Employee free choice

Employee free choice

This is wrong for American Manufacturing

By James R. Grosmann
James R. Grosmann is marketing director for the National Tooling & Machining Association

James R. Grosmann

Legislation is being debated in Congress that has a great name but dire, long-term effects on U.S. manufacturing.

The Employee Free Choice Act (EFCA) is an attempt to pay Big Labor back for its support in the last elections. However, it has nothing to do with free choice. It has to do with the government giving labor an unfair advantage to organize companies.

This legislation isn’t about Democrat or Republican politics, liberal or conservative leanings, or, even, pro-union or anti-union sentiments. It’s about right and wrong.

Under this legislation, workers lose their right to vote for or against a union through secret balloting.

Under current law, if a union wants to organize a company it has to gain enough signatures to require a vote — 30 percent of the employees at a company have to sign cards to trigger an election. Then, there is a specified period of time that is allowed for the pros and cons to be discussed. Then the election is held within that specified time.

Each worker votes, in secret, for or against.

Under the new law, union organizers only have to get 51 percent of the workers at a company to sign a card to ask for a union. There is no limit on how long the union could take to get signatures on those cards. In addition, this process opens the potential for coercion at home, while shopping or any other way for the union to get the signatures. A part of the legislation includes increased fines if management interferes with the process, but no penalties for unions if they are caught interfering with the lawful process.

Once the 51 percent threshold is met, the union is formed.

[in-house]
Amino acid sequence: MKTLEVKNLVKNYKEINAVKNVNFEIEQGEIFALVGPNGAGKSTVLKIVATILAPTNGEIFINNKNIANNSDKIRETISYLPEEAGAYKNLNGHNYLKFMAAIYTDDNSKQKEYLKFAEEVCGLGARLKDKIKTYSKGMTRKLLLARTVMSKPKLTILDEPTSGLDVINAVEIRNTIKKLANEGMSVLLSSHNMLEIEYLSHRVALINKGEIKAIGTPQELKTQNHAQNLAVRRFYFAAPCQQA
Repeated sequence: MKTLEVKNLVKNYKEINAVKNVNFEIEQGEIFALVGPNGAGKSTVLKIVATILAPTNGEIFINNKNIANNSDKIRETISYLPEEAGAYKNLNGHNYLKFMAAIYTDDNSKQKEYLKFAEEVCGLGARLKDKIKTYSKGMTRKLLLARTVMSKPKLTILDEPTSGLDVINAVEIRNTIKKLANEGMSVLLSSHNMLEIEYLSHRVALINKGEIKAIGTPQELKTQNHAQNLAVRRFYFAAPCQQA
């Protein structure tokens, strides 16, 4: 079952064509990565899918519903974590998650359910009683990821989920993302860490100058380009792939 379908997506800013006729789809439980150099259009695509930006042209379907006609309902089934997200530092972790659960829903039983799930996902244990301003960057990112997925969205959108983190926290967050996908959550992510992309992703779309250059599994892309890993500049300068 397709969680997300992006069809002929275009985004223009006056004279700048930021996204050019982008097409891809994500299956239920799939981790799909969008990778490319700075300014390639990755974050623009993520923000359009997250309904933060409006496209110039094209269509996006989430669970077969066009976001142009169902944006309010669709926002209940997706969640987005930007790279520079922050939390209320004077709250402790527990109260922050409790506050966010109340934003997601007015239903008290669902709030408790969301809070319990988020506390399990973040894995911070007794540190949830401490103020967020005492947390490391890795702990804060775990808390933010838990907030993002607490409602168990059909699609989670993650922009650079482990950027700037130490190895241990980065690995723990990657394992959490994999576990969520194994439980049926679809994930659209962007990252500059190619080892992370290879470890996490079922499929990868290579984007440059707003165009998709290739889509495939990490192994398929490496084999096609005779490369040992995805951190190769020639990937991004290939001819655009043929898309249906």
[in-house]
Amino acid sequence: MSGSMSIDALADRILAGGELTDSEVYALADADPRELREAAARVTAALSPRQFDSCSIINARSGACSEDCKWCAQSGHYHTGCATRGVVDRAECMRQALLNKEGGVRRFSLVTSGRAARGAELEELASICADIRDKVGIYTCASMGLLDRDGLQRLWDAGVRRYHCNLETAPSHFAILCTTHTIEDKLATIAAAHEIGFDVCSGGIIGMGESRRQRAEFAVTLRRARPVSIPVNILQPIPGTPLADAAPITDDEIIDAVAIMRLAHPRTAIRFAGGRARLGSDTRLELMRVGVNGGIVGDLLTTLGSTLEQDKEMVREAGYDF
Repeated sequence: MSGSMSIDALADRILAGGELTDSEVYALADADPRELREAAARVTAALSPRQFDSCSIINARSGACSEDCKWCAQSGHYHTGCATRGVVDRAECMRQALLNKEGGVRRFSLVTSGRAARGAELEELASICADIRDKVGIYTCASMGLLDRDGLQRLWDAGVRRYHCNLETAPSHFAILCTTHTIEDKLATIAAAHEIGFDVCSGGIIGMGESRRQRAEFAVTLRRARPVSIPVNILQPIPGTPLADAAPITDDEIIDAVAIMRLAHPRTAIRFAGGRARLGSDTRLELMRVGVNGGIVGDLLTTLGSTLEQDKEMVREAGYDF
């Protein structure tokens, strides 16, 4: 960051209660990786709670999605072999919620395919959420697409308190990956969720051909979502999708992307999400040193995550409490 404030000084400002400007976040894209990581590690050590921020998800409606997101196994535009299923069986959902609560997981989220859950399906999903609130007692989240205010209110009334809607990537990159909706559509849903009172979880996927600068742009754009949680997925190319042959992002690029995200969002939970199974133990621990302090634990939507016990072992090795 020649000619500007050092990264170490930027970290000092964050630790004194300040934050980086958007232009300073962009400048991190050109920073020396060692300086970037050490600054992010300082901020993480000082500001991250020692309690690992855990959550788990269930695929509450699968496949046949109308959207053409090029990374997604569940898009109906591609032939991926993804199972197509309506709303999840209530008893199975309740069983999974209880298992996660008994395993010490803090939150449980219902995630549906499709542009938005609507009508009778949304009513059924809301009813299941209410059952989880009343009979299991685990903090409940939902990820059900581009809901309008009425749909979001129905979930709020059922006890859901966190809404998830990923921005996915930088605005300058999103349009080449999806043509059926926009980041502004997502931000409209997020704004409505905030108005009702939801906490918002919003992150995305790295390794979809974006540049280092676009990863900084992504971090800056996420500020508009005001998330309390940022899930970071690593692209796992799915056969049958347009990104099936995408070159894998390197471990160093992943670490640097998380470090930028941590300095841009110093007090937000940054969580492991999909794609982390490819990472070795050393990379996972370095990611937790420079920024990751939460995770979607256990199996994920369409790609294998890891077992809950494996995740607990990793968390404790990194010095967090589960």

There is no subsequent vote.

That leaves open the potential for 49 percent of the employees at a company left unaware that the organizing process is — or was — going on.

Besides that feature of this new legislation, it also includes a provision for “binding arbitration.”

Once the union is authorized — and remember that means having signed cards from 51 percent of a company’s employees — the company has 120 days to agree to a contract.

If a contract is not completed in that allotted time, a federal arbitrator is called in to mandate contract terms.

That puts the corporate decisions on pay, fringe benefits and work rules into the hands of the arbitrator who, in effect, will govern the company. In addition, the legislation allows no appeal, no way out. The secret ballot is a center piece for American citizens. It is the way we elect our leaders.

Why should unions that aren’t elected be given more power?

Union membership today stands at less than 12 percent of the U.S. workforce.

Why should that small portion of the workforce be given power over the rest?

We can stop this legislation if we stand together.

U.S. small manufacturers have the numbers on our side but we need to act.

The NTMA and PMA are working with other trade groups to get votes in the Senate to block this legislation but these trade associations need industry support.

How do you help?

Contact the organization that fits your needs and join this fight immediately.

Elected officials understand numbers, and the more voices we put together on this issue, the better are our chances of succeeding.

If the industry isn’t willing to stand up for itself now, then when is it?

The “One Voice” coalition has created a website — www.metalworkingadvocate.org — on which you can see a video that explains the effects of the Employee Free Choice Act.

You can contact the NTMA to join this fight on-line at www.ntma.org or by telephone at 800-248-6862.

TAGS: Viewpoints
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